I knew Australian Workers Union national secretary Paul Howes during his activist days in Sydney — he knew nothing about uranium mining or nuclear power then, and it seems nothing has changed. His speech to the Sydney Institute last night comprised a string of howlers and detracts from informed debate.
Howes falsely claimed that nuclear power is undergoing a “renaissance”. In fact, nuclear power has been stagnant for the past 15 years. It accounted for 16% of global electricity generation in 2005, 15% in 2006 and 14% in 2007. The global fleet of reactors is middle-aged and the industry will be kept busy just maintaining current output over the coming 20-30 years let alone expanding output.
Howes promoted nuclear power as a low-carbon energy source, but even the Switkowski report found that six nuclear power reactors would reduce Australia’s emissions by just 4% if they displaced coal-fired plants or just 2% if they displaced gas. Energy efficiency and conservations measures can generate much greater reductions, much more quickly and at a tiny fraction of the cost of nuclear power.
Howes stated that Australia’s share of the world’s uranium market is “greater than Saudi Arabia’s share in the planet’s oil”. However, the value of Saudi Arabia’s oil exports is 325 times greater than Australia’s uranium exports (which account for about one-fifth of global uranium demand). Even if factoring in a growth in demand and a sustained, high price for uranium, the comparison with Saudi Arabian oil exports would still miss the mark by a couple of orders of magnitude. A better comparison would be with Australia’s cheese exports. Cheese and uranium have been in an ongoing tussle for export value supremacy in recent years. Cheese is winning — and it tastes much better and can’t be used to produce weapons of mass destruction.
Howes provides a figure on the uranium resource at Olympic Dam which differs from BHP Billiton’s figure by an order of magnitude.
Howes claimed that the cost of nuclear power “is not significantly higher than current coal power generation”. But the Victorian Department of Infrastructure, the Energy Supply Association of Australia and the National Generators Forum all put the cost of nuclear power at 1.7 to 2.3 times the cost of power from coal plants.
Howes noted that Finland is building its fifth nuclear plant. He might also have noted that it is A$2.9 billion over budget, construction is 3.5 years behind schedule, and construction company Areva and Finnish utility TVO are locked in protracted dispute and arbitration over the project.
Howes pointed to new reactors being built in Europe. However, the 146 reactors operating in the EU is well down from the 177 reactors operating in 1989. Four reactors are under construction in the EU but dozens of reactors are ageing and are expected to go offline in the coming decade.
Howes detailed the findings of the Lenzen report without noting that it was funded by the industry-funded Australian Uranium Association.
Howes said that “international agreements, technology and the development of 4th Generation fusion reactors will lower … proliferation risks.”
However, Kevin Rudd has repeatedly warned about the “fracturing” of the nuclear non-proliferation regime. All existing and proposed nuclear fuel cycles pose WMD proliferation risks. Five of the ten countries to have produced nuclear weapons did so under cover of a ‘peaceful’ nuclear program.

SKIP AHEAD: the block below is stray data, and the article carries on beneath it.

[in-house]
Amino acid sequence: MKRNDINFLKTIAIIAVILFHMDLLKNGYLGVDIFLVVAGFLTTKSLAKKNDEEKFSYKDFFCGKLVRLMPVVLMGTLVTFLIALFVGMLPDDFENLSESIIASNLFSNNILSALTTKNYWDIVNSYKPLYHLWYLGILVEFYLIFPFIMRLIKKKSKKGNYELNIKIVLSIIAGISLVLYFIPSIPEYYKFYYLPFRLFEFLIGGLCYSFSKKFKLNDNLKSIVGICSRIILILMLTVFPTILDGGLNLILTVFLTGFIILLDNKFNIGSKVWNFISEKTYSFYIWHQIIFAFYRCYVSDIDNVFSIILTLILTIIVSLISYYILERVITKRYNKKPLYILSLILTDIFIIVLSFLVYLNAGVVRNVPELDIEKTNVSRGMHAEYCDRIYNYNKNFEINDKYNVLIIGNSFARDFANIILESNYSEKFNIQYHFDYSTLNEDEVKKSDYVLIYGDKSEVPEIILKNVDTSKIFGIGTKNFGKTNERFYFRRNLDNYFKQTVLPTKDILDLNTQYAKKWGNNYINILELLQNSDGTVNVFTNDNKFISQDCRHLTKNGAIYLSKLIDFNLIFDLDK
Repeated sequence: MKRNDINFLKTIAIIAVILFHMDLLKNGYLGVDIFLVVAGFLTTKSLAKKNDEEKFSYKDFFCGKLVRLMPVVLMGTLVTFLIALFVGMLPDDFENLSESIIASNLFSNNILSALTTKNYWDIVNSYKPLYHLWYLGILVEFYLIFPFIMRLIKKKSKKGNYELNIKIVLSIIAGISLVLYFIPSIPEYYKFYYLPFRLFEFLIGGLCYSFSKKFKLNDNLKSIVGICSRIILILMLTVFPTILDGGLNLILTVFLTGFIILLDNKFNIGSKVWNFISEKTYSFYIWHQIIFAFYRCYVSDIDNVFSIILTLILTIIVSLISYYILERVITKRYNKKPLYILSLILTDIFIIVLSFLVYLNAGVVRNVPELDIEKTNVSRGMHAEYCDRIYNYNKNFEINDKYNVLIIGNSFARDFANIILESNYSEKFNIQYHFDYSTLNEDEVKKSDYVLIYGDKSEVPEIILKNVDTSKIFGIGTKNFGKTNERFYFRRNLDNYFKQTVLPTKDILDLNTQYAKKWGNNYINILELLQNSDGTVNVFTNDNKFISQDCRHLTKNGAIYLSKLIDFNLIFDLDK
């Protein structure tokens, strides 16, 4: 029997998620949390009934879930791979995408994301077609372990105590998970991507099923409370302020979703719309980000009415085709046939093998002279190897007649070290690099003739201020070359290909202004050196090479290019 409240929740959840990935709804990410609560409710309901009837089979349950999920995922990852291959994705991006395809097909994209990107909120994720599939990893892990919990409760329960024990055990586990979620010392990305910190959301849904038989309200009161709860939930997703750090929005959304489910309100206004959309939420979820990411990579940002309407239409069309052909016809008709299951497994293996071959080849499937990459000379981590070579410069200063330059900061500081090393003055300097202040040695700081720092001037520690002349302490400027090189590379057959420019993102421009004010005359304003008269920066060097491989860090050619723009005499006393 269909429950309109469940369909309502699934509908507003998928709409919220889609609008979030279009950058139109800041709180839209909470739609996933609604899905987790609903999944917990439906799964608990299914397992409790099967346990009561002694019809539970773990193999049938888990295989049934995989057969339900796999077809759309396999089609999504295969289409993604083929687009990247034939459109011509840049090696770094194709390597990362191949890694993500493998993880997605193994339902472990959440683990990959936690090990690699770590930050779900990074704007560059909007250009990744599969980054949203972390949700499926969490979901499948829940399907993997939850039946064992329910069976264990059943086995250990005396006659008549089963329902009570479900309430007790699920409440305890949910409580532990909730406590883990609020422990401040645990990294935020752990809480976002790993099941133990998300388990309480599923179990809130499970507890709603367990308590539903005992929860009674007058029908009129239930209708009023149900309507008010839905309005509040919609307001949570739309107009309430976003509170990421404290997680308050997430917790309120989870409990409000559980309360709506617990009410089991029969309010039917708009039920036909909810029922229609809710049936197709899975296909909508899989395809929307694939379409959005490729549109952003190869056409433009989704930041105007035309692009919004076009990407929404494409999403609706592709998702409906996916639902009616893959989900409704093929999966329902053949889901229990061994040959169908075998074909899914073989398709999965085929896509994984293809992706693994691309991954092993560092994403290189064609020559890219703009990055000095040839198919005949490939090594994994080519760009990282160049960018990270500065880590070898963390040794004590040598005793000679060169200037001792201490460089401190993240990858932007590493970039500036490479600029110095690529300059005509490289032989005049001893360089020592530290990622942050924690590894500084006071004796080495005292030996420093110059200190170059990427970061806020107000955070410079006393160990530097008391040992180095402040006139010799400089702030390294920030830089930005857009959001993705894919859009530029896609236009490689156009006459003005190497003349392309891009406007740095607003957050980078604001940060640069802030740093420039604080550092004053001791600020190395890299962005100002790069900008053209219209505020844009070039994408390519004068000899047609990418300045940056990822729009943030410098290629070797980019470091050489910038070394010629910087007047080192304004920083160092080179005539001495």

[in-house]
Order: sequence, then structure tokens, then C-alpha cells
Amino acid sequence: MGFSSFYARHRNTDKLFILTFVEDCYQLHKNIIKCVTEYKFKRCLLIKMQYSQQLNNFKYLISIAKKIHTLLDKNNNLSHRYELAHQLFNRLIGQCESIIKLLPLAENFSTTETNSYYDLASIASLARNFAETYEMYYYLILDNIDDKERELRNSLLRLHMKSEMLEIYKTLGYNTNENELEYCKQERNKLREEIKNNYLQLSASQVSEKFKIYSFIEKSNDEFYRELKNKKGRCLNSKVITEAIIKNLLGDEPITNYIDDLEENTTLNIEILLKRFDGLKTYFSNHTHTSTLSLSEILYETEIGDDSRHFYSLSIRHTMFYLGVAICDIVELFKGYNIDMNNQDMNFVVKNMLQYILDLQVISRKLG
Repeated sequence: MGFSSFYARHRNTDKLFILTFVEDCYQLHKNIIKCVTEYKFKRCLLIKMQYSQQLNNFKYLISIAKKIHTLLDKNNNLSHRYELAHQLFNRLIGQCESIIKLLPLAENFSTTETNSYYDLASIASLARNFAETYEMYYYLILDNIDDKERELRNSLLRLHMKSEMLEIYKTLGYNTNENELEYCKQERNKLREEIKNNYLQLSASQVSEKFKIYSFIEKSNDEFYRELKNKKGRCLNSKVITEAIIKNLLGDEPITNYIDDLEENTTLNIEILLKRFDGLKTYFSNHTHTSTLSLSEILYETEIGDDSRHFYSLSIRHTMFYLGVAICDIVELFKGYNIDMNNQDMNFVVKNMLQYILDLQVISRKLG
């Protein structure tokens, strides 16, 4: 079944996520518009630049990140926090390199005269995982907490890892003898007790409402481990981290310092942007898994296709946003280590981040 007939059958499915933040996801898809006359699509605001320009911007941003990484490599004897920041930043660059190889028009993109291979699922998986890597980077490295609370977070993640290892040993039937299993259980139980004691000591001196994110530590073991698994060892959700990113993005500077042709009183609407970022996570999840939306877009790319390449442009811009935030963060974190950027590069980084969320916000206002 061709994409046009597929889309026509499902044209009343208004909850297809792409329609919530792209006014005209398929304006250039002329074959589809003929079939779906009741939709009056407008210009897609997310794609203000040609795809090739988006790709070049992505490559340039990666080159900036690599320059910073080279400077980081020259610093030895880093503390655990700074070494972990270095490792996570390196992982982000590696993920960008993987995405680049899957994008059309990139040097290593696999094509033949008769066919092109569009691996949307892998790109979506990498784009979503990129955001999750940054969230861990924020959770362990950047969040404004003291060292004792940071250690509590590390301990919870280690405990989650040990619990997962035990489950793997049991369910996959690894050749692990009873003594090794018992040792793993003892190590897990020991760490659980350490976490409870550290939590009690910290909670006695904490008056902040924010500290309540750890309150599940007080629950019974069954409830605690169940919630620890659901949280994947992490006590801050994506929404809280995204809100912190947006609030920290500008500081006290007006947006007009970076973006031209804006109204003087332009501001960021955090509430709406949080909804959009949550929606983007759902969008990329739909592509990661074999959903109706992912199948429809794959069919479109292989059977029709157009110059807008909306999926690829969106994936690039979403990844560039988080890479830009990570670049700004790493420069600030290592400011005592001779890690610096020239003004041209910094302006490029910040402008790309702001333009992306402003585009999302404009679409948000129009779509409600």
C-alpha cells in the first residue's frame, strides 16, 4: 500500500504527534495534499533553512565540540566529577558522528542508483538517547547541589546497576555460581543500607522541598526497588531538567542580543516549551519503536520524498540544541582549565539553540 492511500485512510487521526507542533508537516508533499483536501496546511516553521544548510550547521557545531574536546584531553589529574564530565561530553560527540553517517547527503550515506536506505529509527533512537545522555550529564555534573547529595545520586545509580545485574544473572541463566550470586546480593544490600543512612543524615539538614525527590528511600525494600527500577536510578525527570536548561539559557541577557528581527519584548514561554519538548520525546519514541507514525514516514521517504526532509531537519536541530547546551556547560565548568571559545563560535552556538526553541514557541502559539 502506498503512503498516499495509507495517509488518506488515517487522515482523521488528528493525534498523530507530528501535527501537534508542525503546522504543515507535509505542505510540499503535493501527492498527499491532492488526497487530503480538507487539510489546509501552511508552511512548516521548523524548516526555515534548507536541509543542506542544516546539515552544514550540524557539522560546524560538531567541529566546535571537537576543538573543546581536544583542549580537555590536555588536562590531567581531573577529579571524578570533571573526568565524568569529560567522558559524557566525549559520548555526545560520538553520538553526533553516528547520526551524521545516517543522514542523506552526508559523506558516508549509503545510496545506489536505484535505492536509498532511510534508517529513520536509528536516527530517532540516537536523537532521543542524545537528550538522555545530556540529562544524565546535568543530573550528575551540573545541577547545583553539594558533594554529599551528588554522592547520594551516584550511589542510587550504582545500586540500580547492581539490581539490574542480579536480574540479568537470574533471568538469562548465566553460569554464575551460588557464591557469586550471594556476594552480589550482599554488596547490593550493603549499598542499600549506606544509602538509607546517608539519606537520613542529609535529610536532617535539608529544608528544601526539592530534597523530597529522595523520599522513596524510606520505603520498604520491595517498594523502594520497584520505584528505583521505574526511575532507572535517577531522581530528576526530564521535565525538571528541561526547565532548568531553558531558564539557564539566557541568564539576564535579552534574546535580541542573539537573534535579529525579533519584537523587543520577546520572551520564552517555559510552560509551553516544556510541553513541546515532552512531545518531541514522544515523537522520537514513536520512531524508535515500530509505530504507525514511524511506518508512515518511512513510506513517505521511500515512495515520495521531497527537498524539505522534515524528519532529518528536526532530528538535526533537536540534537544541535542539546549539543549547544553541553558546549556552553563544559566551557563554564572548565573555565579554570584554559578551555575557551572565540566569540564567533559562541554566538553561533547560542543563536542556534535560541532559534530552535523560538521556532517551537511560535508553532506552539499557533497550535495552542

Fusion power has yet to generate a single watt of useful electricity but it has already contributed to proliferation problems, e.g. in the 1980s when Iraq took advantage of an IAEA fusion training program to further its covert nuclear weapons program.
Howes referred approvingly to a nuclear waste dump in the Champagne region of France. In fact, it was revealed in 2006 that the nuclear dump had been contaminating groundwater — albeit at low levels — for 10 years as a result of a cracked waste storage container.
Howes falsely claimed that there have been millions of movements of nuclear materials and nuclear waste “with no accidents affecting people”. To give one example, Angela Merkel (now the German Chancellor) suspended nuclear waste shipments in Germany in 1997 after elevated radiation emissions and exposures.
Howes falsely claimed that a high-level nuclear waste repository project is underway in the USA. In fact, the Yucca Mountain project was a $10 billion fiasco which was 23 years behind schedule when President Obama permanently abandoned the project earlier this year. There is not a single repository for high-level nuclear waste anywhere in the world.
Howes proposed a domestic uranium enrichment industry without noting that BHP Billiton and the Switkowski report have unequivocally rejected that proposal on economic grounds, and without noting that the Howard and Rudd governments have been actively engaged in and supportive of international initiatives to stop the spread of enrichment technology because of its WMD proliferation potential.
Howes approvingly cites a claim that there are no credible nuclear-free scenarios for reducing greenhouse emissions. In fact, there are dozens of detailed reports which do just that.
Regurgitating industry propaganda might go down well at the Sydney Institute but it is no substitute for informed debate.
Dr Jim Green is a national nuclear campaigner with Friends of the Earth and a member of the EnergyScience Coalition.